Wednesday, January 12, 2011

Do Origins Matter?

Lorraine
Judy Clarke, the court-appointed lawyer for Jared Loughner, the deranged 22-year-old charged in the Tucson shootings, is said to be likely investigate his life--"going back several generations to learn as much as possible about his origins"--as she prepares his defense. Of course most people will just read that and move on, but as I read it this morning in The New York Times my mind--the mind of a first mother, a birth mother--leaped to the awareness that this would almost certainly not be possible if Loughner were adopted.



Changing EverythingOver and over again we are reminded how much genetics and one's background play in the wholeness of a life. When I watched Who Do You Think You Are?, the NBC shows that traces the genealogy of celebrities from Sarah Jessica Parker to Spike Lee, I thought, these shows are bound to have a awareness on the consciousness of lawmakers who still deny adoptees the basic civil right to this kind of self-knowledge. But watching the drama in the legislatures play out once again in New Jersey, and in New York, and elsewhere, it seems that the quality of curiosity is curiously strained in the minds of obstinate lawmakers. And also in folks like the dunderheads and anti-civil rights yahoos such as Deborah Jacobs of the NJ American Civil Liberties Association, the august priests who head the Catholic Conference of Bishops, the Lutheran faction in  New Jersey. Why does their charity, their concept of civil rights, not extend to adopted people? Why do they deny them their civil rights?

All remember the crying, scared embarrassed young woman who felt forced, for one reason or another, to give up a child twenty, thirty, forty years ago. That is the image in their minds. (For the bar association, which opposes open records, it's another matter; their clients are adoptive parents who prefer anonymity and sealed records.) And no matter how many of us first mothers/birth mothers stand up and say, We have changed, we want to know our children who were adopted, we are not the frightened young women of your imagination, the message still falls on deaf ears. We had no choice in the matter, but now we are the excuse to deny our children their civil rights. I don't know how or when this will ever be over, but someday it will.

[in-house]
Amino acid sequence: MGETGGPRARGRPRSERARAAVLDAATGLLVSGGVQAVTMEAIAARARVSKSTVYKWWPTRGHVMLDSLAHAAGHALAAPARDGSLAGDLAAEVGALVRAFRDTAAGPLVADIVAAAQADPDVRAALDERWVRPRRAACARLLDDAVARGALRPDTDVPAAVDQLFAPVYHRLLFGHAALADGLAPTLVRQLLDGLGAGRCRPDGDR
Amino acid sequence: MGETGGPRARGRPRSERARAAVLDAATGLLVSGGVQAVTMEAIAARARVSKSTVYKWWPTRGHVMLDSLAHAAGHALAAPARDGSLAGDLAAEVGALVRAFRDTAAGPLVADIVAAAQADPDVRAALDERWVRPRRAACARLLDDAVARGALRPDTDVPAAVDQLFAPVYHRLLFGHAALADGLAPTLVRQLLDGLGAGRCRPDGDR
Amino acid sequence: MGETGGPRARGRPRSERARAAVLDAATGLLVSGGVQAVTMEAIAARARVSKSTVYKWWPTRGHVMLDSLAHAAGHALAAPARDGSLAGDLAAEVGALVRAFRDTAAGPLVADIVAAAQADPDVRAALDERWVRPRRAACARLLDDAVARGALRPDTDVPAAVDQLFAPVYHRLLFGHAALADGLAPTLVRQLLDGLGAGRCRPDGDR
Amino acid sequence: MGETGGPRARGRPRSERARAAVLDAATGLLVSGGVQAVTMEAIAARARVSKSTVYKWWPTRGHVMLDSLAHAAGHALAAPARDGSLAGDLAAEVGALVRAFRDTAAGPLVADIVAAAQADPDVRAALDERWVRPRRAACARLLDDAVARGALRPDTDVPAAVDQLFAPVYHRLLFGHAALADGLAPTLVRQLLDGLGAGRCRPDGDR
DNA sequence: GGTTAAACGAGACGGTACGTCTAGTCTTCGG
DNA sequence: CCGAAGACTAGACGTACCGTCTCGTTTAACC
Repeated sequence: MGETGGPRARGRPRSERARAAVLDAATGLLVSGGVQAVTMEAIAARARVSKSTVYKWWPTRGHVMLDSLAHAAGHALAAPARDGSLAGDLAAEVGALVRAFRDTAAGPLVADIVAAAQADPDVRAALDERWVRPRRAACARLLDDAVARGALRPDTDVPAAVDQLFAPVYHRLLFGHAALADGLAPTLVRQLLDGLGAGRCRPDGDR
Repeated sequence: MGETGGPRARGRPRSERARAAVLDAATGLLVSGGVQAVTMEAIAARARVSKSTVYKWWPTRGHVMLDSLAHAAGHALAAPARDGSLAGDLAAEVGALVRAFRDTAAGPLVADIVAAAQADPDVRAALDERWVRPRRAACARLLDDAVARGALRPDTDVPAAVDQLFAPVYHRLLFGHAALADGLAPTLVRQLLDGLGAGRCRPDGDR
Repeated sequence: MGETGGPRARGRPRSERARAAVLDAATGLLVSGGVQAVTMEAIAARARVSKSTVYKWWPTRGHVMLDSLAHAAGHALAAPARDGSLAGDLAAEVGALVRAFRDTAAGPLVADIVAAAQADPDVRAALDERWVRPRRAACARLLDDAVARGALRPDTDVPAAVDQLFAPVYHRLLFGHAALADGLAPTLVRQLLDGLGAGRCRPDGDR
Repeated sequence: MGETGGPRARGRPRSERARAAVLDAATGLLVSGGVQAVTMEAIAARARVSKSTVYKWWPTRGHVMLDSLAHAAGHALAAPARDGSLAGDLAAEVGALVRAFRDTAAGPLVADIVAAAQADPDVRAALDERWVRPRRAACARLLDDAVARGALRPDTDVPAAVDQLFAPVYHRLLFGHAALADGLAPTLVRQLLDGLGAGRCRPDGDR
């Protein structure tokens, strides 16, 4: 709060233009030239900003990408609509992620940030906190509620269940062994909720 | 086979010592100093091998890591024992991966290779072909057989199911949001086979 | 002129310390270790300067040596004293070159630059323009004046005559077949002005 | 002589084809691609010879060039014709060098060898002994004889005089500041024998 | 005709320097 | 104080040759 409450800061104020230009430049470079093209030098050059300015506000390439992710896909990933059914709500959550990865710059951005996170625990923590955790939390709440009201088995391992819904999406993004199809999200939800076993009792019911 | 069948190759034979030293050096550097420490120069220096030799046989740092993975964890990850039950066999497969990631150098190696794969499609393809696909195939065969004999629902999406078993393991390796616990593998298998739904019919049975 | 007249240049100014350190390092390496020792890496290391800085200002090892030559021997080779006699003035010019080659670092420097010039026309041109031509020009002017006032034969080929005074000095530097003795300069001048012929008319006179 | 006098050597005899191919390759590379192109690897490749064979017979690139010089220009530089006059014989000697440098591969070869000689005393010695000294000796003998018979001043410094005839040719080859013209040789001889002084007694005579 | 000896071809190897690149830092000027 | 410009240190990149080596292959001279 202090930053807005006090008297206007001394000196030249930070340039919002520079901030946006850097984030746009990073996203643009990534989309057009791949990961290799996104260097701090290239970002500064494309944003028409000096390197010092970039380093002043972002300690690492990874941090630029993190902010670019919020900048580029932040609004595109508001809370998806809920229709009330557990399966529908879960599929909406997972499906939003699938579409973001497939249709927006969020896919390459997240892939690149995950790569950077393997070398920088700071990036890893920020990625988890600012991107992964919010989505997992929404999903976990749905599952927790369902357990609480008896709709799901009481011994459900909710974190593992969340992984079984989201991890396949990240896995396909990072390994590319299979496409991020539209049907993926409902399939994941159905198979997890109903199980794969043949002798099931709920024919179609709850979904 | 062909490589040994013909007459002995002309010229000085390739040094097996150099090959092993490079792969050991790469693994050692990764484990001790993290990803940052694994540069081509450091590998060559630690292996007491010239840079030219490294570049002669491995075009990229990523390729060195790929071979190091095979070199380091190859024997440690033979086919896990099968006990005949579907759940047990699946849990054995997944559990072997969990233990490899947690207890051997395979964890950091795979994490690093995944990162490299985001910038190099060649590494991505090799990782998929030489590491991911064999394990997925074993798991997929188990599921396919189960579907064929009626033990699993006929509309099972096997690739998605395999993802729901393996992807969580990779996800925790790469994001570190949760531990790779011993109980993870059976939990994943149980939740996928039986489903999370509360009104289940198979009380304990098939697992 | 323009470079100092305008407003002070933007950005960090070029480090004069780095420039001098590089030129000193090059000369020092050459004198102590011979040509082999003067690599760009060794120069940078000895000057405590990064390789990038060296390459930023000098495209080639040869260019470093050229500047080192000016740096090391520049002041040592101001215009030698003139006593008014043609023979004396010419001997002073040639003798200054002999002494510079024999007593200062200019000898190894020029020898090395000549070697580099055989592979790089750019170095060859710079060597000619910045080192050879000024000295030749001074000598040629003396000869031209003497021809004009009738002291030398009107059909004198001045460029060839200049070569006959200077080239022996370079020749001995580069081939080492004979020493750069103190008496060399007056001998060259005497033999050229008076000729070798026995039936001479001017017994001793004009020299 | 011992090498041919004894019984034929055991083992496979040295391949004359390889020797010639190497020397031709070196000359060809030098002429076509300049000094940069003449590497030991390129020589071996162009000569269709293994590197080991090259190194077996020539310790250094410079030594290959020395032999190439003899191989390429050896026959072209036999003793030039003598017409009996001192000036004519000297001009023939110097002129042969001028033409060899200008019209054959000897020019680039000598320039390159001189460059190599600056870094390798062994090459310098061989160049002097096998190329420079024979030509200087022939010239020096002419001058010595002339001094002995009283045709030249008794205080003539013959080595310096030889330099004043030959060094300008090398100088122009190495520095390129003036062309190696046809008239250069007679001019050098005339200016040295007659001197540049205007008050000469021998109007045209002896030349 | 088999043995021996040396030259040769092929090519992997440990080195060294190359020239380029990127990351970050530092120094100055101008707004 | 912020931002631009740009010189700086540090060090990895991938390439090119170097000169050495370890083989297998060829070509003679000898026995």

The Open Adoption Experience - A Complete Guide for Adoptive and Birth Families___________________________
On another note, Osolomama, a single mother of a girl adopted from China and a frequent contributor here, has a really interesting blog about open adoption: Ignorant Questions About Open Adoption.  It's well worth reading. After I found my daughter when she was fifteen, one could say that I had an open adoption. It was not without problems (as my daughter was not without major neurological and psychological problems), but it certainly was a better way for me and her to live: with knowledge and awareness of the other. She came and went from this household on a regular basis as a teenager and young woman. I always knew where I could phone her.

And one last note: Adam Pertman of the Evan B. Donaldson Institute, has a good opinion piece today at HuffPo. Read it and make a comment, please leave it here too to encourage others to comment. My comment is early on in the list under the handle of True_Grit. Eventually, if we make enough noise, if we get enough ink, we will get through to the dunderheads. Adoptee rights is not about reunion per se, or special treatment; adoptees are unequal to the rest of us as long as they are denied knowledge of who they are, and the only way to correct that is to let them have their original, unamended birth certificates.--lorraine, a first mother first.

6 comments :